But as for the man himself ... who are we to argue with ice cream? We think of one word now when it comes to Randy Edsall: rockin'.

HT: Testudo Times


Posted on: June 14, 2011 5:42 pm
Edited on: June 15, 2011 10:18 am
 

Holgorsen's first act as head coach: go skydiving

Posted by Jerry Hinnen

Like his mentor Mike Leach (still biding his time until next season in Key West), new West Virginia head coach Dana Holgorsen has long since had a reputation -- one he hasn't done much to dispel -- for living life to its fullest.

And apparently, his early promotion to the Mountaineers' full-time head coaching position isn't going to do anything to change that. How did Holgorsen react to the dismissal of Bill Stewart and his sudden ascension to the top job? By capping a "two-day getaway" with a flying leap out of an airplane,of course:

Holgorsen capped a two-day getaway by meeting the West Virginia State Police and allowing them to set up his first sky diving adventure with the U.S. Army parachute team, the Golden Knights ...

Holgorsen was part of a tandem jump with a Golden Knight who pulled the chord.

"We went up about 10,000 feet and then we just jumped out of an airplane," Holgorsen said, still laughing about the experience an hour later. It was an amazing view. You could see for miles and miles just beautiful countryside.

"Then we came in and we were trying to land on a beach, obviously a small, little beach. It was pretty windy and we came up short and had kind of a crash landing. It resembled something like Bruce Irvin tackling a quarterback."

Breathe easy, Mountaineer fans: Holgorsen was fine, as you might expect from a coach whose eviction from a casino at 3 a.m. on a weeknight set off a chain-of-events which resulted in his promotion.

You can watch Holgorsen's jump and subsequent "crash-landing" here; if he shows as much resilience and fearlessness coaching the Mountaineers as he does in the clip, WVU should be in good hands for a long time to come.



Posted on: June 1, 2011 2:33 pm
Edited on: June 13, 2011 9:55 am
 

CBSSports.com College Football 100: 60-51

By the Eye on College Football bloggers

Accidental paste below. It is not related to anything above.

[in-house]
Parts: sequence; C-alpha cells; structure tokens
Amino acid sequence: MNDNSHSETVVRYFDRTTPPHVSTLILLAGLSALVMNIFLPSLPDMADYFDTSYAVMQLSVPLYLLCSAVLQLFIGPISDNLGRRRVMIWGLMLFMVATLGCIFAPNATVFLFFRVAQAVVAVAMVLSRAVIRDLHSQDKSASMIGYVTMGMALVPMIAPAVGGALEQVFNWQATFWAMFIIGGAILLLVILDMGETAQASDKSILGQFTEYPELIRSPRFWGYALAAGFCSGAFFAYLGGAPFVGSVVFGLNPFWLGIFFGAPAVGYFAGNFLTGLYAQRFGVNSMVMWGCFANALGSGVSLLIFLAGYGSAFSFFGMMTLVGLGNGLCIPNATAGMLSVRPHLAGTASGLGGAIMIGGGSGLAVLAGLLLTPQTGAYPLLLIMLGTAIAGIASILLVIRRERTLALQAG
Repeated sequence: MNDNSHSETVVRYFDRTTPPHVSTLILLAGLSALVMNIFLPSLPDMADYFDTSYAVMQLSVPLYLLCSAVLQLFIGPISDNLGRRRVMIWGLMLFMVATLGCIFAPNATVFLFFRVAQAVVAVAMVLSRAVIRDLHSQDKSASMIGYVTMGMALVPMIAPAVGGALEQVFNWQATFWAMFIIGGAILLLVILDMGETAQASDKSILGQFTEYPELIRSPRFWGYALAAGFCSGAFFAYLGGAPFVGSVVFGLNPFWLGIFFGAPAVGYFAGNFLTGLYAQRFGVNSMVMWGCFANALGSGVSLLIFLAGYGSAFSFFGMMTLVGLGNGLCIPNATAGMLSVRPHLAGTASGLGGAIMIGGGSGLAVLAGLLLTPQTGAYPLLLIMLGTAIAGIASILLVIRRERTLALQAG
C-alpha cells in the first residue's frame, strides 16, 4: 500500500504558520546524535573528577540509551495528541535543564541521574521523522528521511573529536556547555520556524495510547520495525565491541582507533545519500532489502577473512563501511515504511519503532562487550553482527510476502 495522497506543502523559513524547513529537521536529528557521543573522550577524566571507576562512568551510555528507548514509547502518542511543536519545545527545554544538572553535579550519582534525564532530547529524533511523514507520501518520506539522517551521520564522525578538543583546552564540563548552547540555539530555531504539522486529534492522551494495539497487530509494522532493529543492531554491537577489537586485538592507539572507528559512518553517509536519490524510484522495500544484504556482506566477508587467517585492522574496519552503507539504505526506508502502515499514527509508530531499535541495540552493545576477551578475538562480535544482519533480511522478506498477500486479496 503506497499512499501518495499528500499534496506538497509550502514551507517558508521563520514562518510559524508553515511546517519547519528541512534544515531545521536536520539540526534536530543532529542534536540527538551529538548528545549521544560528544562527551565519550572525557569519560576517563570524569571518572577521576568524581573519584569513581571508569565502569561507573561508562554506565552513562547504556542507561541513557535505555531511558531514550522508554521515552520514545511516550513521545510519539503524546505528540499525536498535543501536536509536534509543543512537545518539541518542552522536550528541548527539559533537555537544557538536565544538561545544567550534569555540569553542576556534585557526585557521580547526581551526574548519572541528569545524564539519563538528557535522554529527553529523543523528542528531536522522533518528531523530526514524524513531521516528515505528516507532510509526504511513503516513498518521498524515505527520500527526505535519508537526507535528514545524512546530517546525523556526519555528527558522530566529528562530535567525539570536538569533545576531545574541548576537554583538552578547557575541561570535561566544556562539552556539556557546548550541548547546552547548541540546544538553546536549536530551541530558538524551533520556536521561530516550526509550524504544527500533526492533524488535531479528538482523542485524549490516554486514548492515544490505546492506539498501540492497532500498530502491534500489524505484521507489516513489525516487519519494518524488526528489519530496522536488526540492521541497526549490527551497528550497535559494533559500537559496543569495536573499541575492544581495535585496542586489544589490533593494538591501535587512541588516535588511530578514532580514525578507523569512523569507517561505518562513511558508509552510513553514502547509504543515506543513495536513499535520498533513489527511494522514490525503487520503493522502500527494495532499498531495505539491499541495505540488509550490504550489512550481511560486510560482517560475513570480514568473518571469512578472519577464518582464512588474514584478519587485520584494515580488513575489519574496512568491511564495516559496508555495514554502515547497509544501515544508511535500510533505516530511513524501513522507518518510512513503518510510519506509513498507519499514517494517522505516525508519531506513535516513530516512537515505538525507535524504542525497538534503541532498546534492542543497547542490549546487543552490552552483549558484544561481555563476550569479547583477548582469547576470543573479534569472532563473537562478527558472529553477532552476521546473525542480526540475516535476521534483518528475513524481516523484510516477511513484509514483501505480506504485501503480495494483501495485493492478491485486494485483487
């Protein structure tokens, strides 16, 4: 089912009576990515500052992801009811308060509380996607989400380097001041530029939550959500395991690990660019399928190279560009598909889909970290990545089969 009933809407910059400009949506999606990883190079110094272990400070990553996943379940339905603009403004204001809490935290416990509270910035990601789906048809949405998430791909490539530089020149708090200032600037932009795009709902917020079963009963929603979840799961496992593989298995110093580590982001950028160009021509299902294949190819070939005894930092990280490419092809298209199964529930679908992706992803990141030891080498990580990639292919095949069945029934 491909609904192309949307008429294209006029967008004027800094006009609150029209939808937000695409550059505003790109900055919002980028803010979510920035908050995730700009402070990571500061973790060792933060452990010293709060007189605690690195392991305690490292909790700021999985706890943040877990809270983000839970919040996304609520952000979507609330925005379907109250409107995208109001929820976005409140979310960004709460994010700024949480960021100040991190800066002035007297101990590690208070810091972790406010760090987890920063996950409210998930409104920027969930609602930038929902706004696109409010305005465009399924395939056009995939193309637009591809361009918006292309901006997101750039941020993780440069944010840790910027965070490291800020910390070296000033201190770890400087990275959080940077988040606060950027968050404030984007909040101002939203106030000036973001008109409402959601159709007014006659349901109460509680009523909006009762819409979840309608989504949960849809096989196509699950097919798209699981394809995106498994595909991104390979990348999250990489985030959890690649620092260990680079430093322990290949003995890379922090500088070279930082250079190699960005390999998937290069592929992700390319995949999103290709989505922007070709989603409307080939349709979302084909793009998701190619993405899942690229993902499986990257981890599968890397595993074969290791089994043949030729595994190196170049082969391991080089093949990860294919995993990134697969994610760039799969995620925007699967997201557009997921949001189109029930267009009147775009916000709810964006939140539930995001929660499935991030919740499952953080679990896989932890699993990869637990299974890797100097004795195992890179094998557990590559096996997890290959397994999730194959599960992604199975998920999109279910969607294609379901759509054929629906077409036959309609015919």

To celebrate the (now fewer than) 100 days remaining until the first Saturday of the new college football season, this is the CBSSports.com College Football 100: our countdown of the 2011 season's 100 most influential players, coaches, administrators, venues, or any other related
things in college football. It's like that other "most influential" list, but, you know, more important. Also: it's supposed to be fun. Enjoy.

60. PHIL KNIGHT, head honcho/sugar daddy, Nike. He just might be the most passionate college football fan in the country worth $12 billion or more. Actually, Phil Knight is one of the most passionate college football fans in the country, period. The co-founder and chairman of Nike, Knight has an imprint on the sport unlike just about any other individual. In addition to Nike having contracts with all but a handful of schools, Knight has given millions of dollars to Oregon (his alma mater) and Stanford (where he went to grad school) athletics.

Knight has been ingrained as the poster boy for Oregon football the past few years, despite trying to stay out of the spotlight as much as possible. There's good reason for his status as one of the most powerful boosters in the country, though, whether it be having an athletic department official personally report news of a Duck recruiting commitment or listening in to play calls in his suite during games. His reach, through Nike, is even impacting college football fashion choices. While the Ducks have made the leap to BCS contender every year, they're also at the cutting edge of uniform design, and that's slowly filtering down to other Nike programs like Arizona State. Phil Knight might not be the most powerful person in college athletics ... but he certainly comes close. --BF

59. MICHAEL FLOYD, wide receiver, Notre Dame. At this point we don't even know if Michael Floyd will be playing football for Notre Dame this fall. After he surprised a lot of people in South Bend and decided to return for his senior season, Floyd was busted for a DUI - his third alcohol related offense since coming to Notre Dame. He could have been kicked out of school but survived the notorious ResLife board, though he's still under suspension from his head coach, Brian Kelly. Kelly has said that Floyd will either play every game for Notre Dame this season, or he won't play any, and that decision will have a huge impact on the Irish this year.

Odds are, Floyd is going to play. The fact is that he's one of the most important members of the Notre Dame offense, and his presence on the field could be the difference-maker between another 8-5 season and a possible return to the BCS for the Golden Domers. Floyd is one of the most dynamic wide receivers in the country, and may be the best red zone receiver in college football. His 28 career touchdown catches are a Notre Dame record and, if he plays, he'll likely break the school's records for yards and receptions as well. -- TF